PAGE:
Sunday, September 25, 2011

15 Pentecost

September 25, 2011

Ezekiel 18.1-4;25-32; Matthew 21.23-32

+ I will admit. My interests are viewed by some people as a bit morbid, shall we say. I am one of those rare people who actually enjoy things like cemeteries. Now, I need to be clear. I like cemeteries not because I’m morbid. I like cemeteries because I have always been a history buff and there is no better place to find some great stories.

Recently I read a book put out by the Red River Genealogical Society about the Cass County Cemeteries. Now what few of us know is that, just a few blocks north of this church, there are two cemeteries. Unless you actually get out of your car and walk into the actual cemetery you wouldn’t even know they’re there. But if you do, you’ll see a large boulder.

In one cemetery the boulder is inscribed COUNTY CEMETERY #1. The one is located at the end of Elm Street. Where the road forks, one to the Country Club and the other to the former Trollwood, right there, on the left fork toward Trollwood, is the cemetery. You’ve probably driven by it countless times and never had a clue.

County Cemetery #2 is located on the other side of the old Trollwood, just within sight of where the old main stage stood. Back along the bend in the Red River, there is a stretch of grass and another boulder. This one says COUNTY CEMETERY #2.

A third County Cemetery was located on north Broadway. In 1984, those graves were moved to Springvale Cemetery, over by Holy Cross Cemetery, near the airport, because they were falling into the Red River through erosion.

For the most part, many of the graves in Springvale are marked. But in the first two cemeteries, there are no markers at all. No individual gravestones mark the graves of the people buried in the first two cemeteries. In fact, if you walked into them, you would have to force your mind to even accept the fact that it is a cemetery. But there are hundreds of people buried in those graveyards.

These are the forgotten. These were Fargo’s hidden shame. Beginning 1899 and going through the 1940s, this where the prostitutes, the gamblers, the robbers were buried. This is also where all the unwanted babies were buried. There are lots of stories of unwanted babies being fished out of the Re River. This is where the bodies of those unnamed babies were buried.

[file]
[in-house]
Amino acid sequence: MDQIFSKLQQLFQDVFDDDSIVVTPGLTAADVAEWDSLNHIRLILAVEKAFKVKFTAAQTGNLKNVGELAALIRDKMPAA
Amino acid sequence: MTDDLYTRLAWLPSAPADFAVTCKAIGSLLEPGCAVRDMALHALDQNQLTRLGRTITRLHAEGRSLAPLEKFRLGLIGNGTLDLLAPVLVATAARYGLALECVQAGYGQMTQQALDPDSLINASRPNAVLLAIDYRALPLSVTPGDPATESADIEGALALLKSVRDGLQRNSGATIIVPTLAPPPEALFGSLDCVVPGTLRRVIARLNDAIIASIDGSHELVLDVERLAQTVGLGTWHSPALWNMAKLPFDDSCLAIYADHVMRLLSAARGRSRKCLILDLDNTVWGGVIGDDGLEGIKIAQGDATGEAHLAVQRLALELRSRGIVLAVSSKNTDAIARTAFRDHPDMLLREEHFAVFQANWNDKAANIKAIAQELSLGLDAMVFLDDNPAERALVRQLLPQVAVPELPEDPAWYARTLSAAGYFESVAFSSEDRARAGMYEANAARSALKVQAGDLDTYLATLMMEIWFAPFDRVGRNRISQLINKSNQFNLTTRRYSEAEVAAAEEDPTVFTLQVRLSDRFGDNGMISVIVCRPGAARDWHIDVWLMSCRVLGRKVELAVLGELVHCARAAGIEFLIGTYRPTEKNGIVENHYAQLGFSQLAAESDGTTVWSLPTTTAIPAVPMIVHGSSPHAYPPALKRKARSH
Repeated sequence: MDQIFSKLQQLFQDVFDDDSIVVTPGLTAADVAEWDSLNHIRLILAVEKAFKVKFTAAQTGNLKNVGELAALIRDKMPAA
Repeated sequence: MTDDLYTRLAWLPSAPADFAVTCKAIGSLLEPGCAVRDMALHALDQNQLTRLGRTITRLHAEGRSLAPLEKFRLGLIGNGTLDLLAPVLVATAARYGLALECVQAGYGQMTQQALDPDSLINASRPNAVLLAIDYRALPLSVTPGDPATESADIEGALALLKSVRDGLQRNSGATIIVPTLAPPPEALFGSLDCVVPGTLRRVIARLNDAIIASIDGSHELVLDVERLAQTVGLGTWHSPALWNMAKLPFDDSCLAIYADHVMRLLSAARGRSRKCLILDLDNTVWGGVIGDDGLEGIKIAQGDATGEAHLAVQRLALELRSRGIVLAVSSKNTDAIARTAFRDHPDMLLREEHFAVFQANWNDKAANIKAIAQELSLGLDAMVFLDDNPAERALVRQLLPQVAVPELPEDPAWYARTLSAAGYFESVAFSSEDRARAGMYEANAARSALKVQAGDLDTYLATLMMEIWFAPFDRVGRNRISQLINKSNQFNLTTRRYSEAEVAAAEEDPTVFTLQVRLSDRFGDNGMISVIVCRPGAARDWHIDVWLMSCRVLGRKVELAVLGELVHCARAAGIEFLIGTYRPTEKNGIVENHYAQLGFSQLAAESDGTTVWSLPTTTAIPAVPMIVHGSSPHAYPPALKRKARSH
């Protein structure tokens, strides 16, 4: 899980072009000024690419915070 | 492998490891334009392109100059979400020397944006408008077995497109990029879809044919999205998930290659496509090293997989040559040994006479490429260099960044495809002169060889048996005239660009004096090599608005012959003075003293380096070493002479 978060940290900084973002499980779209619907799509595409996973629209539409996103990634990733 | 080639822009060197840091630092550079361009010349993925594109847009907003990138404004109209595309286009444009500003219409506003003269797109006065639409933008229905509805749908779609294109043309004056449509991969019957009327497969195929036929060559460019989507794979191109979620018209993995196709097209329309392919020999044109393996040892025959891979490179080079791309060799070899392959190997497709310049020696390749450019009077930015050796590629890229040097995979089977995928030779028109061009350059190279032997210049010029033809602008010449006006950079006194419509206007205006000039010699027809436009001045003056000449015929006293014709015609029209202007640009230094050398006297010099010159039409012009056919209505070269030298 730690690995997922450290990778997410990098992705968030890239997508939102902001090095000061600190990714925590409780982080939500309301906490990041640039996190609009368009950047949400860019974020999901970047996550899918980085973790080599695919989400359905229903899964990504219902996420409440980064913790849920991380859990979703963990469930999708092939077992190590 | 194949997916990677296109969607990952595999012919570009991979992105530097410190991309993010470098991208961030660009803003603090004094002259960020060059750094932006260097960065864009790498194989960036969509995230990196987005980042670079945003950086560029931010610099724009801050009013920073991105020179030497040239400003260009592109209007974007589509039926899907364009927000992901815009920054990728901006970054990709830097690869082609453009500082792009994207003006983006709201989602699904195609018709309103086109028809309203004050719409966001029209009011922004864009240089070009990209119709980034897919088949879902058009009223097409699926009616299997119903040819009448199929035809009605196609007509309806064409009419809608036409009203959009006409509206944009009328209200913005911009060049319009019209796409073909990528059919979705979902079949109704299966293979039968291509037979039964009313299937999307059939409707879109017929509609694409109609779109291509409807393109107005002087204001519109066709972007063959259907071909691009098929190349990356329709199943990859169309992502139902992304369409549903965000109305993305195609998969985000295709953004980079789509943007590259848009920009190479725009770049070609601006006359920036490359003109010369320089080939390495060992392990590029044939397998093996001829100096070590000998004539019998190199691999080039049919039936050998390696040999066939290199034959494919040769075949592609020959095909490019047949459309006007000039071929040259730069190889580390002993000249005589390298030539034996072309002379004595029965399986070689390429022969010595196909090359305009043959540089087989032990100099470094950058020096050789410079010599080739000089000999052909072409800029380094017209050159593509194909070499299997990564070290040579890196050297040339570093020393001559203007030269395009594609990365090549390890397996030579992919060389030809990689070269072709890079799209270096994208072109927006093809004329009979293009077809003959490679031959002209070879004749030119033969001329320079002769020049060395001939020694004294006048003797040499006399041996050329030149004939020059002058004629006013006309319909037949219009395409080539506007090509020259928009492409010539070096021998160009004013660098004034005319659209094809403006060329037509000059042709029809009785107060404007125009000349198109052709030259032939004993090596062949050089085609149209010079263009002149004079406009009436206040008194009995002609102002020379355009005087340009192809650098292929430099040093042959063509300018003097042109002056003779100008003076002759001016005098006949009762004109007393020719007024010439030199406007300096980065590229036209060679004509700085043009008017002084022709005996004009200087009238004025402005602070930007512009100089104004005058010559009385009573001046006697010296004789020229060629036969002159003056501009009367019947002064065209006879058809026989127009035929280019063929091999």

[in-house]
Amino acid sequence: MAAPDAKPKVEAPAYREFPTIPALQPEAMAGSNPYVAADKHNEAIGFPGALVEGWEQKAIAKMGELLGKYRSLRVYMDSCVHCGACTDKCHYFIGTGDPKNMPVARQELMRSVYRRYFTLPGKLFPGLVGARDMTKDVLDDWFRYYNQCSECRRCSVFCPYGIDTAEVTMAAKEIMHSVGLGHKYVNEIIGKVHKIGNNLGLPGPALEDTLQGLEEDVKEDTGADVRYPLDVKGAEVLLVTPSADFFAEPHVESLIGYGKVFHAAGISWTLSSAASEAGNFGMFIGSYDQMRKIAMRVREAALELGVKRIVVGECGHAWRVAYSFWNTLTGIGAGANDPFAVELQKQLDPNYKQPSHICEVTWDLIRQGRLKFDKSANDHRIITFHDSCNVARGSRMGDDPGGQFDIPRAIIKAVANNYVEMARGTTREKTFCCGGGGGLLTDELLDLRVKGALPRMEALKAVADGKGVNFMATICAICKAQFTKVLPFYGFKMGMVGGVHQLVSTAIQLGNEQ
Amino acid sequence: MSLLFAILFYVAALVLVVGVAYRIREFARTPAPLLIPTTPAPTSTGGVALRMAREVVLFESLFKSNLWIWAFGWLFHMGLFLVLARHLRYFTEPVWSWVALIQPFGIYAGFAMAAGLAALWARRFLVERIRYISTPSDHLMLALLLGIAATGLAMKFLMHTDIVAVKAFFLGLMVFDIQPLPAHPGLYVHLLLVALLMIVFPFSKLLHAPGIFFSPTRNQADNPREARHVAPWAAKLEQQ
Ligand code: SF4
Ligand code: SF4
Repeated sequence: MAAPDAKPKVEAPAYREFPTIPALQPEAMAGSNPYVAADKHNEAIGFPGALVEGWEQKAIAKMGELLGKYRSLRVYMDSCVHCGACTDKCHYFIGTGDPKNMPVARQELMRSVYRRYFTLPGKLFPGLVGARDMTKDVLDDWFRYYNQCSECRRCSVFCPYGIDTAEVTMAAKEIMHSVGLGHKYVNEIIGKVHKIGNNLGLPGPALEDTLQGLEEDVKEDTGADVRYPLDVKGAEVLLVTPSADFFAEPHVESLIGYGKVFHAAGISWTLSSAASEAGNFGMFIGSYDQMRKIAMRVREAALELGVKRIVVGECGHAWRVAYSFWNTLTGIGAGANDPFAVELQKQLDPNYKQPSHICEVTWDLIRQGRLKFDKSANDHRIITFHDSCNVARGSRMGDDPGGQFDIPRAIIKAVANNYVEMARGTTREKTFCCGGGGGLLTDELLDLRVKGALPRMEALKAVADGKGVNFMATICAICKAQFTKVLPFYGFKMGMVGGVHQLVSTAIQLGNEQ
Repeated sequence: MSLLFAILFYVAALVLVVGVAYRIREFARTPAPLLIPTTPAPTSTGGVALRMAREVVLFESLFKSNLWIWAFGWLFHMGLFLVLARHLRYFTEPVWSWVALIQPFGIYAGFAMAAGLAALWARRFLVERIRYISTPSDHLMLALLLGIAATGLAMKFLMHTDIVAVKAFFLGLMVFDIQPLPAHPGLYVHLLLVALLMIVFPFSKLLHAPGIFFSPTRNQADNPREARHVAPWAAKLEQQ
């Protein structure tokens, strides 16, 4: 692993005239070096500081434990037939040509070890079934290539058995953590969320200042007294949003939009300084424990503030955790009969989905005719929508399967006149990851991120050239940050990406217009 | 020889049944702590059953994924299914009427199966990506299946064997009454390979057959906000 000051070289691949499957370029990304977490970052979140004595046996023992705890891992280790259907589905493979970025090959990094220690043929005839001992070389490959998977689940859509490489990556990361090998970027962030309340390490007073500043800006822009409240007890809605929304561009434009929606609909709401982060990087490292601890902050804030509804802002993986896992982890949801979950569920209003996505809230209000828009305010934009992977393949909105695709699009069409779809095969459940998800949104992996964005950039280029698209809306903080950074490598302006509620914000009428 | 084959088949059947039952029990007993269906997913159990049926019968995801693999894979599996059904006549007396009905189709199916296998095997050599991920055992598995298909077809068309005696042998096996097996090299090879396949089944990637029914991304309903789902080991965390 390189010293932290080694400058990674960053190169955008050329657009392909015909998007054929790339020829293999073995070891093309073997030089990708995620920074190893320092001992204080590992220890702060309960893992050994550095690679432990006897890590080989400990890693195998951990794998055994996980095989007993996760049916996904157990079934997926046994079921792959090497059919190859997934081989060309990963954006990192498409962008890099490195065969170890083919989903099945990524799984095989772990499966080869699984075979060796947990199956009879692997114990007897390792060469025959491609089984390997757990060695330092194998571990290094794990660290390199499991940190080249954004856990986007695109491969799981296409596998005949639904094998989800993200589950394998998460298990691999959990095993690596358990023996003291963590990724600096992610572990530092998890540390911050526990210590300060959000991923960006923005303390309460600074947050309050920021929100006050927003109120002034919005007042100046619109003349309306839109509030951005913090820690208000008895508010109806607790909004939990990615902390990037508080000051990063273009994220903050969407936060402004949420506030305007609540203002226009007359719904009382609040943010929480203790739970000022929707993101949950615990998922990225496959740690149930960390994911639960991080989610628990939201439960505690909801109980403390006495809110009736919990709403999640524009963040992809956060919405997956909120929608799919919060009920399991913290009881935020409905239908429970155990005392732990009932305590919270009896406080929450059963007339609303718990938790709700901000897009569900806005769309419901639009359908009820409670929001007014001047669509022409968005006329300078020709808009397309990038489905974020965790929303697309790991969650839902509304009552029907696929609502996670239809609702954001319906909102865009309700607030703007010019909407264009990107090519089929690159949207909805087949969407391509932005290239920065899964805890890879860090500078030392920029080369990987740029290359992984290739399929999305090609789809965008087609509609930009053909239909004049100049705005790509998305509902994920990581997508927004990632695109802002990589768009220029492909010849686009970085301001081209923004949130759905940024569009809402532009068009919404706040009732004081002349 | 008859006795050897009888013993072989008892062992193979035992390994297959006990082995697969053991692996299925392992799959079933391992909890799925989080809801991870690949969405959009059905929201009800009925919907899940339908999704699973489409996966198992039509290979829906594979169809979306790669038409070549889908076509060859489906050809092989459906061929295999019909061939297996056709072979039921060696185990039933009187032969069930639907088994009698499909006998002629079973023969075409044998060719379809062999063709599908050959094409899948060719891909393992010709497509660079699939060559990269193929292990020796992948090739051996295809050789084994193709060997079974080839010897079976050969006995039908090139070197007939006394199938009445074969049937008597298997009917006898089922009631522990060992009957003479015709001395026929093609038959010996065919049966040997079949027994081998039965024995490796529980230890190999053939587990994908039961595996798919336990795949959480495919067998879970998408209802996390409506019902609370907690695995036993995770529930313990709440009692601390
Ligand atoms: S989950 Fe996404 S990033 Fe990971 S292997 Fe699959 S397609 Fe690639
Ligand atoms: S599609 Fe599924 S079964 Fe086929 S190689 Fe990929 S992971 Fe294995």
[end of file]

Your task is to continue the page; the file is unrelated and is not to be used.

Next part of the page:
And when one walks in those pauper cemeteries, one must remind themselves of those words we hear from Jesus this morning in our Gospel reading.

“Truly I tell you, the tax collectors and the prostitutes are going into the Kingdom of God ahead of you.”

There, in those cemeteries, lie the true inheritors of the Kingdom of God. Last week in my sermon I quoted the great Reginald Fuller, who said:

“[This] is what God is doing in Jesus’ ministry—giving the tax collectors and prostitutes an equal share with the righteous in the kingdom.”

That—and those words of Jesus we heard in this morning’s Gospel reading—are shocking statements for most of us. And it should be. It should shock us and shake us to our core. It’s a huge statement for him to make.

But I think, like many of his statements, it has lost the full weight of its meaning for us, in this day and age. Partly it does because, we can grasp the understanding about prostitutes—after all, prostitutes are still looked down upon by our society in our day. After all, we do still view prostitutes with contempt. They are another segment of our society that we tend to forget about it. But we really should give them concern. And I don’t meant from a judgmental point of view. I mean, we should give them our compassion. We should be praying for them often. Because we often hear the horrible stories of what people have to deal with on the streets. The stories of what drove them to the streets are horrendous enough. But the stories of what keeps them on the streets are just as bad. And the dangers they face—day and night—are more mind-boggling than anything we can even imagine in our safe, comfortable lives.

Truly prostitutes throughout history have been the real exploited ones. They are the ones who have lived on the fringes of society. They are the ones who have lived in the shadows of our respectable societies. They have lived dangerous, secret lives. And much of what they’ve had to go through in their lives is known only to God. They need our prayers. They need our compassion. They don’t need our exploitation. They don’t need our judgment.

As uncomfortable as it is for us to confront them and think about them, that is exactly what Jesus is telling us we must do. Because by going there in our thoughts, in our prayers, in our ministries, we are going where Jesus went. We are coming alongside people who need our thoughts, our prayers, our ministries. And rather than using them, rather than continuing the exploitation they have lived with their lives, we see them as God sees them. We see them as children of God, as fellow humans on this haphazard, uncertain journey we are all on together. And, more importantly, we see in them ourselves.

There, but for the grace of God go us. Had we been born in different circumstances, had life gone wrong for us in certain areas, and who are we to say we wouldn’t have been there? Or who we are to say we wouldn’t be the exploiters?